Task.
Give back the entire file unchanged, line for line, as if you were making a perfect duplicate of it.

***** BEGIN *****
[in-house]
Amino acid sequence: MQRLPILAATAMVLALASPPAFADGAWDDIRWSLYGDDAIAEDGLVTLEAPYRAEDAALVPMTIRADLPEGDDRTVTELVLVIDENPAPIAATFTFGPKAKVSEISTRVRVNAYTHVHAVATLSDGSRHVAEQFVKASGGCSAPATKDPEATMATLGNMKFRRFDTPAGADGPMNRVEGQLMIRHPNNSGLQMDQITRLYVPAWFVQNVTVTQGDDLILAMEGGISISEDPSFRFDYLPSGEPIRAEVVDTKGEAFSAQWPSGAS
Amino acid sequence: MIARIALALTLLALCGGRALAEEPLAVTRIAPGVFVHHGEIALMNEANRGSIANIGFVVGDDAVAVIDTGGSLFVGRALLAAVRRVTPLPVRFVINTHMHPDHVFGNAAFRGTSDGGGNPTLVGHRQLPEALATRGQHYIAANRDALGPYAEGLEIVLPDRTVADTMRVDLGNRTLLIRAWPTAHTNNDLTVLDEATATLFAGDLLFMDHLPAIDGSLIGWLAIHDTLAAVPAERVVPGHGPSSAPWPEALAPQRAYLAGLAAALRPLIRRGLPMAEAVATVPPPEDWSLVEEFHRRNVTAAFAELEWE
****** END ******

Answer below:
[in-house]
Amino acid sequence: MQRLPILAATAMVLALASPPAFADGAWDDIRWSLYGDDAIAEDGLVTLEAPYRAEDAALVPMTIRADLPEGDDRTVTELVLVIDENPAPIAATFTFGPKAKVSEISTRVRVNAYTHVHAVATLSDGSRHVAEQFVKASGGCSAPATKDPEATMATLGNMKFRRFDTPAGADGPMNRVEGQLMIRHPNNSGLQMDQITRLYVPAWFVQNVTVTQGDDLILAMEGGISISEDPSFRFDYLPSGEPIRAEVVDTKGEAFSAQWPSGAS
Amino acid sequence: MIARIALALTLLALCGGRALAEEPLAVTRIAPGVFVHHGEIALMNEANRGSIANIGFVVGDDAVAVIDTGGSLFVGRALLAAVRRVTPLPVRFVINTHMHPDHVFGNAAFRGTSDGGGNPTLVGHRQLPEALATRGQHYIAANRDALGPYAEGLEIVLPDRTVADTMRVDLGNRTLLIRAWPTAHTNNDLTVLDEATATLFAGDLLFMDHLPAIDGSLIGWLAIHDTLAAVPAERVVPGHGPSSAPWPEALAPQRAYLAGLAAALRPLIRRGLPMAEAVATVPPPEDWSLVEEFHRRNVTAAFAELEWE